LOS ANGELES – For the second time in his managerial career, Joe Maddon used a starting lineup in which his pitcher batted eighth. The first time, it was an accident. This time, it was intentional.
Jeremy Hellickson batted ahead of left fielder Jason Bourgeois on Sunday against the Los Angeles Dodgers — and pitched like a No. 8 hitter. The right-hander lasted only three innings, giving up four runs and seven hits in an 8-2 loss to Clayton Kershaw and the NL West-leading Los Angeles Dodgers.
Hellickson (10-6) gave up four runs and seven hits through three innings in his first career start against the Dodgers, marking the sixth time in Tampa Bay's last nine games that its starting pitcher didn't last five innings.
The right-hander's 4.93 ERA is the highest among major league pitchers with at least 10 wins. Hellickson has surrendered 13 runs in 12 innings over his last three starts, after going 6-0 with a 2.09 ERA over his previous seven outings. He is 1-6 with a 7.19 ERA in 10 career interleague outings.
"I'm not pitching well," Hellickson said. "The last few games I've been in spots where I need to make a big pitch with two out to get me deeper into the game, and every time I didn't get the job done. Tonight I felt good with all three of my pitches and I thought the command was there, but I lust left some balls up. The last two weeks have been very frustrating, but I'll be OK."
Hellickson, who came in with one hit in five big league at-bats, struck out looking his only time up. He was the fourth AL pitcher to bat higher than ninth since interleague play began in 1977, along with David Phelps for the Yankees on May 8, Zack Greinke for Kansas City in 2009, and Andy Sonnanstine for the Rays in 2009.
Sonnanstine had to bat third that day because of a lineup mistake by Maddon that had Ben Zobrist and Evan Longoria both starting at third base. As a result, the Rays were forced to lose their designated hitter — Longoria — for the entire game.
Other managers over the years also have batted their starting pitcher in the eighth spot, including Tony La Russa, Ned Yost and Joe Torre — who did it twice with Kershaw.
"I was basing that off of the fact that I wanted to get Wil Myers in the two hole, and the fact that Hellickson had not been pitching well recently," Maddon explained. "So there might have been a chance to pinch-hit sooner as opposed to if he was in the nine hole. Sometimes, even one batter can make a difference."
Not on this night. The Rays lost their season-worst fifth in a row and remained three games behind AL East-leading Boston following the Red Sox's loss at Kansas City.
Andre Ethier and A.J. Ellis opened the Dodgers' three-run second inning with singles, and both advanced on Juan Uribe's third sacrifice bunt of the season before Kershaw drove them in with a sharp two-out single through the left side of the infield. Carl Crawford then singled and Mark Ellis doubled home Kershaw.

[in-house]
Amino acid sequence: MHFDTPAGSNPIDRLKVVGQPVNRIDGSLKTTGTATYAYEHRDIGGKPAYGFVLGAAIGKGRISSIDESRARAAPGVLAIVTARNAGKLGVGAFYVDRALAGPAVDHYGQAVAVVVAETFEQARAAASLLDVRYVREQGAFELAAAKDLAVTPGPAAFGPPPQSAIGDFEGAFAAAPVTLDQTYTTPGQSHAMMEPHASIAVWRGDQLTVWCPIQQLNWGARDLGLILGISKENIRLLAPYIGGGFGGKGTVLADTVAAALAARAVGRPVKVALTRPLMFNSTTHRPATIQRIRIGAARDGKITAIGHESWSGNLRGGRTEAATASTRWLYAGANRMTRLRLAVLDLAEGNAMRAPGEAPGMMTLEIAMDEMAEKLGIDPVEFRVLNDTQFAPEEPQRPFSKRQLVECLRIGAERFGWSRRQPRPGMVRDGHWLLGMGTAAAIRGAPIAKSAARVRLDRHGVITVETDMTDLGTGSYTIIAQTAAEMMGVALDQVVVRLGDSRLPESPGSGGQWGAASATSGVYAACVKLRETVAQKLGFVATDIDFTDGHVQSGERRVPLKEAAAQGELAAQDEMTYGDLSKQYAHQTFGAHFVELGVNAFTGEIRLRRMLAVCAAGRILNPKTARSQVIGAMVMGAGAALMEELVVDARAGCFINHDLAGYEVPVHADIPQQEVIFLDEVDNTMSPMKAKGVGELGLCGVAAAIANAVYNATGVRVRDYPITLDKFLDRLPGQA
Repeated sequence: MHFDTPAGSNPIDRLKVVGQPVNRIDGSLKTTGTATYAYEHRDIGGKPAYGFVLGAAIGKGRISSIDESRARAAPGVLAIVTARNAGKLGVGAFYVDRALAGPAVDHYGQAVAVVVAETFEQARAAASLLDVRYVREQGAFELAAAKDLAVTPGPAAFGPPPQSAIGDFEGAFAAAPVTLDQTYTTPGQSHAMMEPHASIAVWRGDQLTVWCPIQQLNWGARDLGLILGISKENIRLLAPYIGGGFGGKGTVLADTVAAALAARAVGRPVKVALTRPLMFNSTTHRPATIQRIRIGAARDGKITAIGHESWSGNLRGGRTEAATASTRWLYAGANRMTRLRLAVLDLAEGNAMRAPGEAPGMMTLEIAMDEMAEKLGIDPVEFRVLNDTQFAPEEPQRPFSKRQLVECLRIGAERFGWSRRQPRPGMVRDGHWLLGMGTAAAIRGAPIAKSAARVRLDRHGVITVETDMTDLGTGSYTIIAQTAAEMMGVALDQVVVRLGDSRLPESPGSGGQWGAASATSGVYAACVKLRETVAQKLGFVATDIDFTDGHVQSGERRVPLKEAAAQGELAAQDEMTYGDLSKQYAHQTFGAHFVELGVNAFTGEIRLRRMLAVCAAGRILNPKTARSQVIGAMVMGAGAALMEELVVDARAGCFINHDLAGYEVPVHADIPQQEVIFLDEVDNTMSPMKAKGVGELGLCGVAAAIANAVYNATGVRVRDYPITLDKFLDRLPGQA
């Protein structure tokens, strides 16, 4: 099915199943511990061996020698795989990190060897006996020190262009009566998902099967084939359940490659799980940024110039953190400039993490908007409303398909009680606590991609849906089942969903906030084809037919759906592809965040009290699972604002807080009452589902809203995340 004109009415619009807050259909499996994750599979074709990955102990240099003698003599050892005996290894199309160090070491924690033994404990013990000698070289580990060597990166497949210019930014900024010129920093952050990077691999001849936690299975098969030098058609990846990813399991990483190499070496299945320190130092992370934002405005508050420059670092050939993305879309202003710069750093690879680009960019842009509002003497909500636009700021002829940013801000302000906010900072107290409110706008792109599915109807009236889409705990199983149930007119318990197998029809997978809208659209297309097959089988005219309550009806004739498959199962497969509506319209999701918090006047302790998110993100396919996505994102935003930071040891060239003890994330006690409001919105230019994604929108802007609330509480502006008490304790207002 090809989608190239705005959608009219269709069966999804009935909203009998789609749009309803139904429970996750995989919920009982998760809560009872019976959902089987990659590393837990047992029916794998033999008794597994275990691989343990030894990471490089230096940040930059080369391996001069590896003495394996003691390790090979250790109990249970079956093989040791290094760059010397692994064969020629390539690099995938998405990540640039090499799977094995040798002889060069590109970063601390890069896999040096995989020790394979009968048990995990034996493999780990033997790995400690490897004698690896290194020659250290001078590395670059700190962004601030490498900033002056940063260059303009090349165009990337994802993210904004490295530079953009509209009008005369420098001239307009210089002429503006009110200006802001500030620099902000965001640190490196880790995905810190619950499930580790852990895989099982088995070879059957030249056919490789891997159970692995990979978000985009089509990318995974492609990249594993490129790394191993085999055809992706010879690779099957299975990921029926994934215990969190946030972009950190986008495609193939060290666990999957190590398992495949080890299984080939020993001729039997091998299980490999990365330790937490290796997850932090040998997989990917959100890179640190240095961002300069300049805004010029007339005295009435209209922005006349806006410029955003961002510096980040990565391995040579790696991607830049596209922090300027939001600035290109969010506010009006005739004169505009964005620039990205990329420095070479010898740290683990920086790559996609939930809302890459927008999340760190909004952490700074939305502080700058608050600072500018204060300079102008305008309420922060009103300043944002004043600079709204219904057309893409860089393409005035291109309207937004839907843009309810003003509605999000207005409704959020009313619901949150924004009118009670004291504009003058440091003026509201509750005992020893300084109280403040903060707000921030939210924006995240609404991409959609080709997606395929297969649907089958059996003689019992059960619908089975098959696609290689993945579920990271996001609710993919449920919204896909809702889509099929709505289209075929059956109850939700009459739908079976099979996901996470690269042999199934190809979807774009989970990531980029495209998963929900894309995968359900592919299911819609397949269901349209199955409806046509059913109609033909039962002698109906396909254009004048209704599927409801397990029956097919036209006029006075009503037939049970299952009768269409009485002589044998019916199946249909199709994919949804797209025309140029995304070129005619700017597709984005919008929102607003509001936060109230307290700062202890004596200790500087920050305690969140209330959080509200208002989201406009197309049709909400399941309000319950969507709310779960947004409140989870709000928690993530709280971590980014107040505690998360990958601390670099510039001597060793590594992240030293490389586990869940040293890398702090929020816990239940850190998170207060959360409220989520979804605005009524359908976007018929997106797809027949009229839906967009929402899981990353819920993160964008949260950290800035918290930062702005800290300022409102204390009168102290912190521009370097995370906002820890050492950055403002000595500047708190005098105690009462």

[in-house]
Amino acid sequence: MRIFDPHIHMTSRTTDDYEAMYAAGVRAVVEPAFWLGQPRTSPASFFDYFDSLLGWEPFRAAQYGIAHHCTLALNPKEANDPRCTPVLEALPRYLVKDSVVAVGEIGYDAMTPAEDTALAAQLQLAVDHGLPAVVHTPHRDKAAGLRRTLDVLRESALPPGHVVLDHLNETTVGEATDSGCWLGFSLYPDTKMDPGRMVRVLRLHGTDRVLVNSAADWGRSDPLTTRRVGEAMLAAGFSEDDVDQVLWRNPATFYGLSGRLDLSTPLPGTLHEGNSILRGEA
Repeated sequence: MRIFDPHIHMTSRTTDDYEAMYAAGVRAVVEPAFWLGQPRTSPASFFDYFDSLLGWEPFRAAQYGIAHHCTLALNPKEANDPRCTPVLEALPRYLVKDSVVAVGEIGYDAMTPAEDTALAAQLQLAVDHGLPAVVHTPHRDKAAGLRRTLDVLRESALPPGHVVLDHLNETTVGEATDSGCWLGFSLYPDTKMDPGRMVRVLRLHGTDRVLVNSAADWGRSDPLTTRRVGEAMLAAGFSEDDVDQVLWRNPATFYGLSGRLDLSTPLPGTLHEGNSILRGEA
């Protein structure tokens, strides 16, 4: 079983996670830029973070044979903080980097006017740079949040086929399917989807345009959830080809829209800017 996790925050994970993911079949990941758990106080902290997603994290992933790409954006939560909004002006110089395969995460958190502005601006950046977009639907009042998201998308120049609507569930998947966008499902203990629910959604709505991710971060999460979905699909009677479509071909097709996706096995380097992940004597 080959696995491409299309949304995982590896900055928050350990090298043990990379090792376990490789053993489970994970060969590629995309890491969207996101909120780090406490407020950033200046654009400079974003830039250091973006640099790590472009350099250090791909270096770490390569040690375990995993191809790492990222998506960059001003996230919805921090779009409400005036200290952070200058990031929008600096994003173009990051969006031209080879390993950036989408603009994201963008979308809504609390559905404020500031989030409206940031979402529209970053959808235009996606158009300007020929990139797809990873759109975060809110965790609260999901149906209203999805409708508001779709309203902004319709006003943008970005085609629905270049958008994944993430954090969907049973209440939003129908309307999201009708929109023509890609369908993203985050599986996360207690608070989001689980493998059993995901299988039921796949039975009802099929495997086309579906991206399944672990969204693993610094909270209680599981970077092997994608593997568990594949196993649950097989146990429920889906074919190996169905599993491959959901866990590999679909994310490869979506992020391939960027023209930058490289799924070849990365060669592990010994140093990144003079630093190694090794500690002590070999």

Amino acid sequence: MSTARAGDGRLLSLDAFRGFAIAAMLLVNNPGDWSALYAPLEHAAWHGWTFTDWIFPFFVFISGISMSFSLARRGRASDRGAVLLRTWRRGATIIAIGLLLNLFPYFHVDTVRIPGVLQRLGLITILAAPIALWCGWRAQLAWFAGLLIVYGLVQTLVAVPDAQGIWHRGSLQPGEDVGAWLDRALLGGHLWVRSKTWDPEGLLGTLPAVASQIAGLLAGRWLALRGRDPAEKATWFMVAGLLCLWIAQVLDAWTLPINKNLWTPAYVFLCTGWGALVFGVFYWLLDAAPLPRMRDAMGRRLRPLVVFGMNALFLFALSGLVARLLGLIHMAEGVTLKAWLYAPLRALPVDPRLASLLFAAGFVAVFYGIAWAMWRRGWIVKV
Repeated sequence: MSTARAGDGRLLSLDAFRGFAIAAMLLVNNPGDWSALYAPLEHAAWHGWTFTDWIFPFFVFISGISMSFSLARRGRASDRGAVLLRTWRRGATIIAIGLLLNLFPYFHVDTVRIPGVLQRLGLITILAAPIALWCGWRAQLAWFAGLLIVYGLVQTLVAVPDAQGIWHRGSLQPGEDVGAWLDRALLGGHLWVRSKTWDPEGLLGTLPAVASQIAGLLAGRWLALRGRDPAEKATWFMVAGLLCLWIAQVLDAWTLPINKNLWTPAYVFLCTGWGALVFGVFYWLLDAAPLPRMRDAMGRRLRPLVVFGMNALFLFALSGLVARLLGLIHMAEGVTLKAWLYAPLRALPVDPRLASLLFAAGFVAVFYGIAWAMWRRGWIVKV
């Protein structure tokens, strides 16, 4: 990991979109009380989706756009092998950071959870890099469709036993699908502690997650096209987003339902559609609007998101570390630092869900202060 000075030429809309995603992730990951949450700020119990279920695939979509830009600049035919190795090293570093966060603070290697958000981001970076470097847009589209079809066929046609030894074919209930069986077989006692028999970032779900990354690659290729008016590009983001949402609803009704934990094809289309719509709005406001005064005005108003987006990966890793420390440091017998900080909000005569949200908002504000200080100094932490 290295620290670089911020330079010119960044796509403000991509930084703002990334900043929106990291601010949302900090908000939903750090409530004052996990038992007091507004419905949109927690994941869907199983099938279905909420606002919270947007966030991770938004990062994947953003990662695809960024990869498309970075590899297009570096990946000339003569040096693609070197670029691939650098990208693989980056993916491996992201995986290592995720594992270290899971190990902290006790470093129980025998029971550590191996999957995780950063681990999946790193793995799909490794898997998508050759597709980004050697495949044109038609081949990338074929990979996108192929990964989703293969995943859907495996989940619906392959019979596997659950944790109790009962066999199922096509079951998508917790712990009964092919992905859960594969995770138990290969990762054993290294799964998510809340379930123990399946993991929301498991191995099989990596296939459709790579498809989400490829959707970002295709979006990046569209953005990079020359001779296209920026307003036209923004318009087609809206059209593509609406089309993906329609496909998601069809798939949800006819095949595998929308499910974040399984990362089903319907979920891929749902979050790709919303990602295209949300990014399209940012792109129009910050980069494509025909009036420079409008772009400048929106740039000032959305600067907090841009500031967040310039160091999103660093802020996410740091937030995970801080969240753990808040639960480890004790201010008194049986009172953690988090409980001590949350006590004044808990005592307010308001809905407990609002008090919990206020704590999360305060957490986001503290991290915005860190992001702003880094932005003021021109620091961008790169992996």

"We watched a lot of film on Hellickson. This guy's got an amazing sinker, works both sides of the plate, and when his changeup is right it's really a difference maker," A.J. Ellis said. "Tonight we were just looking for balls up in the middle of the zone."
A.J. Ellis made it 4-0 in the third with a sacrifice fly, and the Dodgers tacked on two more in the fourth on a two-out double by Adrian Gonzalez that raised his team-high RBI total to 74. Mark Ellis added his sixth homer in the sixth, a two-run shot against Josh Lueke.
Kershaw (11-7) lowered his major league-leading ERA to 1.88 with eight innings of three-hit ball and struck out eight. Tampa Bay's only hits off the left-hander through the first seven innings came in the fifth, a leadoff single by Yunel Escobar and a two-out triple by pinch-hitter Sam Fuld.
"Kershaw's got good mound presence, beyond whatever he throws," Maddon said. "But we didn't give ourselves a chance the last couple of days at all."
The Rays loaded the bases with none out in the eighth and Myers drove in their second run with a sacrifice fly. The run was unearned because of shortstop Dee Gordon's fielding error. Gordon also committed throw errors in the third and sixth innings, but Kershaw erased both mistakes by retiring the next batter on a double-play grounder.
The Dodgers increased their division lead over Arizona to a season-best 7½ games with their seventh series sweep of 2013. They improved to a major league-best 37-8 since June 22, including a franchise-record 15-game road winning streak.
"We're a pretty good team right now, and it's a lot of fun coming to the yard every day and winning games," Kershaw said. "I think the guys in this clubhouse realize that we've got a pretty good opportunity here that we don't want to waste."
The Dodgers finished their interleague schedule 11-6, their first winning record against AL clubs since going 10-8 in 2004, and the Rays completed their interleague slate 12-8.
NOTES: The Rays intentionally walked rookie sensation Yasiel Puig for the fourth time in the series — two more than he had in his 57 previous big league games combined. ... Kershaw is 49-0 in his career when the Dodgers score four or more runs while he is in the game.